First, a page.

It’s Mother’s Day, and like so many others of us, I’m thinking about my mom, Ila Heger Steutermann. This is my second Mother’s Day without her.
It was interesting to read a bit of background about this day by historian Heather Cox Richardson, who writes that Mother’s Day dates back to 1908. However, there was another day, one I hadn’t heard about before, known as Mothers’ Day—with the apostrophe after the “s,” indicating the plurality of mother. Many mothers.
That Mothers’ Day dates back to the 1870s on the heels of the Civil and Franco-Prussian Wars during which mothers lost many sons, grandsons, nephews, cousins, uncles, brothers, and fathers. Those men who did survive returned home different men, often injured physically and if not physically, mentally.
Julia Ward Howe is better known for writing The Battle Hymn of the Republic during the early days of the Civil War, but she also created the Women’s Peace Movement, promoting a “festival which should be observed as mothers’ day, and which should be devoted to the advocacy of peace doctrines.” Howe hoped to put an end to war, and she figured mothers around the world could get behind this effort, too. Howe intended for these days to be held around the world on June 2nd every year. I’m not sure how many years these celebrations happened. Not many, because Howe soon realized that in order for women’s voices to be heard in government, first, women needed to gain voting rights. So, Howe focused her energy toward women’s suffrage. It took a while to achieve. It wasn’t until 1920 that the 19th Amendment granted women the right to vote.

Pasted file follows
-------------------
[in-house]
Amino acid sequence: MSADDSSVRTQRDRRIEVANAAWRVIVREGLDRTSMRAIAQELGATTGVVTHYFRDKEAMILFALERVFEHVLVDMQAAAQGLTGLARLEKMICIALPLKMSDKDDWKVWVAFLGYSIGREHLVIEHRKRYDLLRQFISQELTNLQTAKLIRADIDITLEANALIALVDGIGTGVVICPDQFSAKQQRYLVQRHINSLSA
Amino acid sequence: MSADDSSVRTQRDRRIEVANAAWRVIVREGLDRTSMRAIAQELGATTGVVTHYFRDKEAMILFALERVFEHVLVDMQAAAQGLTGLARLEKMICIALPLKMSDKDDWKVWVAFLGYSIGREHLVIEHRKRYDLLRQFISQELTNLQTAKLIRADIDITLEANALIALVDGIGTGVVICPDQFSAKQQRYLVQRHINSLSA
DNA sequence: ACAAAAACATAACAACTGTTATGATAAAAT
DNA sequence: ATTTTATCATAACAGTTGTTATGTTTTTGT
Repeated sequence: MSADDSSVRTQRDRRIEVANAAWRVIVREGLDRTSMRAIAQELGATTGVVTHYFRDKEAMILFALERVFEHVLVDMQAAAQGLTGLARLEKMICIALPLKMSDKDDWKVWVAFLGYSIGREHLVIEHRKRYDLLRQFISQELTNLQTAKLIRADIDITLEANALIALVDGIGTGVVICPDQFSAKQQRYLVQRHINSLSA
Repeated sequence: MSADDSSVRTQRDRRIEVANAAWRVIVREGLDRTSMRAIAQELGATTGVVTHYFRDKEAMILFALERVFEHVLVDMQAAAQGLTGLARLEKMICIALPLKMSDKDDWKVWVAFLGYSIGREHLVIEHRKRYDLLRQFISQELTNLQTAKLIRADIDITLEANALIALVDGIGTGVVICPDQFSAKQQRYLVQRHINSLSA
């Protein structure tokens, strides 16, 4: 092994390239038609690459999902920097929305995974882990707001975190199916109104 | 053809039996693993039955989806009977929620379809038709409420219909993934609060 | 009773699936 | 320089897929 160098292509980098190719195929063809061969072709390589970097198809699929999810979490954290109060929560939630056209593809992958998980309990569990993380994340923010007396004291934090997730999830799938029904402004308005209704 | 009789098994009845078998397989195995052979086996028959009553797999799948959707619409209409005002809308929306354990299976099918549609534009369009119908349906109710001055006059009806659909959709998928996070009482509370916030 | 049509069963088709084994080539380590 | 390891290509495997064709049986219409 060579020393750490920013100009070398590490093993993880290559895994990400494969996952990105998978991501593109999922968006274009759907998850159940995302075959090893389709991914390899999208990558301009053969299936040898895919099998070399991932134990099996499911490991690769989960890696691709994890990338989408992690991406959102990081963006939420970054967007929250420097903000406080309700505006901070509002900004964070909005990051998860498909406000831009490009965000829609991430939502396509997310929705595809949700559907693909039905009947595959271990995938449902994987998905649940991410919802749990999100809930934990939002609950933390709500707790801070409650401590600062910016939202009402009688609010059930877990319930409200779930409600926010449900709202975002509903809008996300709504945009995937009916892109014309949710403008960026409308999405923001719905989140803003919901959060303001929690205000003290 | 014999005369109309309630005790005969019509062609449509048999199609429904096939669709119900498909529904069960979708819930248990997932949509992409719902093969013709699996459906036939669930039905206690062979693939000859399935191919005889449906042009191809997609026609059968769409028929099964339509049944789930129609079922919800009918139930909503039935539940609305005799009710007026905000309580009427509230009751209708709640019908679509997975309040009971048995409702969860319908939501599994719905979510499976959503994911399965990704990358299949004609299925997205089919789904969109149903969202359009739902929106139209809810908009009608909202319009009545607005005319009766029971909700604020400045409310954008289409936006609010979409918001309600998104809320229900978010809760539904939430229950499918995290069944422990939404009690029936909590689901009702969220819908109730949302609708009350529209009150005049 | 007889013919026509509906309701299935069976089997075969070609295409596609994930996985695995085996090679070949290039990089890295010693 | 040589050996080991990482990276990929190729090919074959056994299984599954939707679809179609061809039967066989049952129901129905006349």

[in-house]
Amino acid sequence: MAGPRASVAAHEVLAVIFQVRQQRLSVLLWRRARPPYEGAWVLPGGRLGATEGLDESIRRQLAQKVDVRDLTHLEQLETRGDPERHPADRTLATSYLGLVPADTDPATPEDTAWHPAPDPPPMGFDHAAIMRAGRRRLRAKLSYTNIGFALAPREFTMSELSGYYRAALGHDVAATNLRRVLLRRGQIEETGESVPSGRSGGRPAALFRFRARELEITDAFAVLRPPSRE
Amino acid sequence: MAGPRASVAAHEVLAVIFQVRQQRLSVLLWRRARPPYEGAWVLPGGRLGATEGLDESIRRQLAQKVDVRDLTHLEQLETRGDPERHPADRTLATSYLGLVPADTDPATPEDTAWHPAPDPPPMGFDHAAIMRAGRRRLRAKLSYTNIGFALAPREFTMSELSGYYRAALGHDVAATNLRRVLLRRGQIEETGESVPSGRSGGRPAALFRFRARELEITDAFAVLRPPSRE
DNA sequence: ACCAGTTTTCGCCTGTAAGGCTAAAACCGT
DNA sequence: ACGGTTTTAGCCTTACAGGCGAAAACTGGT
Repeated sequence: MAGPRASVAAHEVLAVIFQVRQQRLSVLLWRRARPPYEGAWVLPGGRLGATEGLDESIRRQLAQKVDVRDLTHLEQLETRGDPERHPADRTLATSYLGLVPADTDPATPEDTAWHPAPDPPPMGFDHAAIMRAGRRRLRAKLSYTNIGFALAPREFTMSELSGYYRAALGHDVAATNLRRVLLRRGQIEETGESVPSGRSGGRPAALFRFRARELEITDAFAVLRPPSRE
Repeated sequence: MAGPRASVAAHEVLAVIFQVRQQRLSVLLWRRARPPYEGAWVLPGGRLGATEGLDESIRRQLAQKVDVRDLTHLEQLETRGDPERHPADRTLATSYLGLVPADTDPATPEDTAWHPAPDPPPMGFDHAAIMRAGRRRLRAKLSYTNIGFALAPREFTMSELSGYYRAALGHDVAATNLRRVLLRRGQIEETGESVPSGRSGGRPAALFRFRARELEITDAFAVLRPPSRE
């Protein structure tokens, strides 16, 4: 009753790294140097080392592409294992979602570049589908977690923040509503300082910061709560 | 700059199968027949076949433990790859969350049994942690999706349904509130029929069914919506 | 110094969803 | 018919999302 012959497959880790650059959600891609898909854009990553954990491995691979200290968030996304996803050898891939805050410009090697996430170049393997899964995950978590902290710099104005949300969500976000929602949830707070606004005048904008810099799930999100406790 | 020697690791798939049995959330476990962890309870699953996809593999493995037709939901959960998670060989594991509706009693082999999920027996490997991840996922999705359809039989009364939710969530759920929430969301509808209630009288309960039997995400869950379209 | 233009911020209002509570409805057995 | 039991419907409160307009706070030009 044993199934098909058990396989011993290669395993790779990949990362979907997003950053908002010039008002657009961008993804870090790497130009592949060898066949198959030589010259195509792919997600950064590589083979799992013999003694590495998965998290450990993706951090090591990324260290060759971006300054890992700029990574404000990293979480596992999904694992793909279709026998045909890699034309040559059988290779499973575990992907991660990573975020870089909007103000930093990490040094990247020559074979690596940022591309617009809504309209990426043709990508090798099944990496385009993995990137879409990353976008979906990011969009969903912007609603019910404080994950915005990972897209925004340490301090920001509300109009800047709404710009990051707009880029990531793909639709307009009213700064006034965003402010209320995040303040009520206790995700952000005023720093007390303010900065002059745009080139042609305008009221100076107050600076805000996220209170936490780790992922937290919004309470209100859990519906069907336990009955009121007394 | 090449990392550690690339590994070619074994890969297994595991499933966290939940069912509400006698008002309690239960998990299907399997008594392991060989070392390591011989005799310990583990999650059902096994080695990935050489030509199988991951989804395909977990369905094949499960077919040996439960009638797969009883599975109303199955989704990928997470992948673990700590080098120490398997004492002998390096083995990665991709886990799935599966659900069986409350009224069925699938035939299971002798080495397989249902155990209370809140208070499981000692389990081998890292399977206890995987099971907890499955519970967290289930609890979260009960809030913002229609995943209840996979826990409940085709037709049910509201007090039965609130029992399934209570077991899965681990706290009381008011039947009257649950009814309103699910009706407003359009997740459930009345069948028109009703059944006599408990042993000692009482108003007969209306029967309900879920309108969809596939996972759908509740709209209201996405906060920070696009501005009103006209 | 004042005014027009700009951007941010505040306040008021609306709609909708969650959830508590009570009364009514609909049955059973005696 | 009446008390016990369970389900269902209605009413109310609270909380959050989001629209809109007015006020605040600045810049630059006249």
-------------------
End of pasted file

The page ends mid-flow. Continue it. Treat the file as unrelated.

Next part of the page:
Today, I’m thinking of my own mother, but I’m also thinking of all those women who did so much to advance women’s rights in the United States—and all the many women currently working today to ensure our equal place as participants in American government.
May peace be with us all.
Hawaii added one new COVID-19 case today to a new total of 632.